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Inspection report

Date of Inspection: 10 October 2013
Date of Publication: 8 November 2013
Inspection Report published 08 November 2013 PDF | 76.38 KB

Staff should be properly trained and supervised, and have the chance to develop and improve their skills (outcome 14)

Meeting this standard

We checked that people who use this service

  • Are safe and their health and welfare needs are met by competent staff.

How this check was done

We looked at the personal care or treatment records of people who use the service, carried out a visit on 10 October 2013, observed how people were being cared for and checked how people were cared for at each stage of their treatment and care. We talked with people who use the service, talked with carers and / or family members and talked with staff.

Our judgement

People were cared for by staff who were supported to deliver care and treatment safely and to an appropriate standard.

Reasons for our judgement

Staff received appropriate professional development and support to enable them to carry out their role effectively and safely.

Records showed that new staff members received an induction to the service, policies and procedures and completed the Skills for Care standards of care and assessment of competence.

We saw that the provider had an annual system of appraisal that promoted staff professional development and addressed staff performance, capability and competence.

The provider had a staff training plan in place. This showed us that staff training was monitored effectively, up to date and well managed. Training was delivered either by e learning, practical or face to face. The plan showed and staff confirmed that they had received training in key subjects required for their role such as safeguarding, moving and handling, food hygiene, fire safety, first aid and Mental Capacity Act.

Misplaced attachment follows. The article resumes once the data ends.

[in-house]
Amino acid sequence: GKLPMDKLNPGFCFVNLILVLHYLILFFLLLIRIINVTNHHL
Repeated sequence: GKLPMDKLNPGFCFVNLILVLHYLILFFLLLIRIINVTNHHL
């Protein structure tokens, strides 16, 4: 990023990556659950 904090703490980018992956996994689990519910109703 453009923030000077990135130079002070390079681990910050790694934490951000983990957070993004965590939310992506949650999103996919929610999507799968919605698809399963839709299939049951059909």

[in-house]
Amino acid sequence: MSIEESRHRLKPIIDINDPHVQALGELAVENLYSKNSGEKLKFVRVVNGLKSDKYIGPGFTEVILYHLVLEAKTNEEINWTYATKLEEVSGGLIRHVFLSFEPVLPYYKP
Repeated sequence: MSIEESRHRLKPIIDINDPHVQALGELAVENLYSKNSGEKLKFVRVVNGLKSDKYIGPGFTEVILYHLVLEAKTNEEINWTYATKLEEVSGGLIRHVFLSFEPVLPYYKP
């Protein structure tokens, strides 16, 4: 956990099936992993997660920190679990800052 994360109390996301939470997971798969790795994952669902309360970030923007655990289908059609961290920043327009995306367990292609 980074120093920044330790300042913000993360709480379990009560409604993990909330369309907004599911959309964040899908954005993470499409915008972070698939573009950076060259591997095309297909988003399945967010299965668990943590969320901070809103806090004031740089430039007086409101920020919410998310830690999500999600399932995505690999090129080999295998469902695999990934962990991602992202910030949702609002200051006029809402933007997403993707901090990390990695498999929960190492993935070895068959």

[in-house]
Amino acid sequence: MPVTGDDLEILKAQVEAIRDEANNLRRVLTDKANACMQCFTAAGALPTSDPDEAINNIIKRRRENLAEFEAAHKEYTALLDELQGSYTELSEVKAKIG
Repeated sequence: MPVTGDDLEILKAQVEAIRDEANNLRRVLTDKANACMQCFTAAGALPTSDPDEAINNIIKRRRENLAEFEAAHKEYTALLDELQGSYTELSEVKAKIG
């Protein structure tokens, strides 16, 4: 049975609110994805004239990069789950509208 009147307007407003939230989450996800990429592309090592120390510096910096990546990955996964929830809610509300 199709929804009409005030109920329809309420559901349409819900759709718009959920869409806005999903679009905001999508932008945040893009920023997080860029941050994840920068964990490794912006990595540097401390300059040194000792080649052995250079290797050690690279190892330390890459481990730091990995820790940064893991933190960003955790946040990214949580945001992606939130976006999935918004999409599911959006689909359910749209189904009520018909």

In addition staff had received training in subject areas specific to meeting the needs of the people using the service such as introduction to dementia, continence management and managing challenging behaviour. We saw that training in a further range of subject areas was booked for staff in the coming months.

The provider/manager told us that the service belonged to a training consortium along with other similar services. The provider told us that the consortium provided the opportunity for the sharing of knowledge and experiences between support staff working for other providers in similar areas of care. The consortium jointly sought training for its staff members in subject areas specific to their services and the needs of the people using them.

Staff records showed that staff had completed or were working towards an NVQ (National Vocational Qualification) in care, level two and/or three. This level of training ensures staff are qualified and competent to carry out their role and meet the needs of people who use the service.

We saw that the provider had supervisory arrangements in place. Records showed that staff received regular supervision. The provider may find it useful to note that the supervision records did not reflect that the one to one meetings with staff members were a two way process that promoted an open environment for discussion on their day to day practice and meeting people’s needs. The supervision agenda was narrow and related mostly to information giving and general areas for improvement which could be addressed within a staff meeting.